DARPA expands robot plane work

Defense Advanced Research Projects Agency officials awarded a $766.7 million contract to Boeing Co. to continue work on the X-45C Joint Unmanned Combat Air Systems (J-UCAS) that will fly in demonstration tests in 2007.

J-UCAS will consist of communications, navigation and sensor systems designed to evade enemy radar. Air Force and Navy warfighters will use the robotic aircraft to spy in enemies' airspace and jam their air defense systems.

The contract calls for Boeing officials to continue work on the design, development and demonstration of three J-UCAS vehicles and support systems during the next five years. The company previously received a $291 million contract on the program, according to an Oct. 12 DARPA statement.

"With this award to Boeing and previous awards to Northrop Grumman and Johns Hopkins University Applied Physics Laboratory now in place, the J-UCAS program is poised to serve in a pivotal role in the formation of the nation's defense vision and strategy," said Michael Francis, director of DARPA's J-UCAS program, in the agency's statement.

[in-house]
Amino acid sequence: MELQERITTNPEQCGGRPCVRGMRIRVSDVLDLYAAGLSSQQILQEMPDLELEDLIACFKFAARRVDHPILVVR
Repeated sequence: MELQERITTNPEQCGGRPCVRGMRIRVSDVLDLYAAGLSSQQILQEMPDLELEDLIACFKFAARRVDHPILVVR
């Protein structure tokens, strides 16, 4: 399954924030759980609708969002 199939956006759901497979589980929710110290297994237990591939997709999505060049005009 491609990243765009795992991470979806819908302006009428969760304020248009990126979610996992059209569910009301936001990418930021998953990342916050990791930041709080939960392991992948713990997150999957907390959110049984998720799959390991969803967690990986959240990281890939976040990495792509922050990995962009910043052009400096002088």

DARPA officials awarded a $1 billion contract to an industry team led by Northrop Grumman Corp. in August to also design, develop and demonstrate three J-UCAS vehicles and support systems. They awarded a $26.9 million contract to Johns Hopkins' laboratory in September to coordinate development of the operating system, which will help fly the aircraft, with help from officials from Boeing, Northrop Grumman and other firms.

J-UCAS marks the first program to develop an unmanned aerial vehicle flown by the two services. The aircraft will fly 1,500 nautical miles carrying 4,500 pounds of systems.

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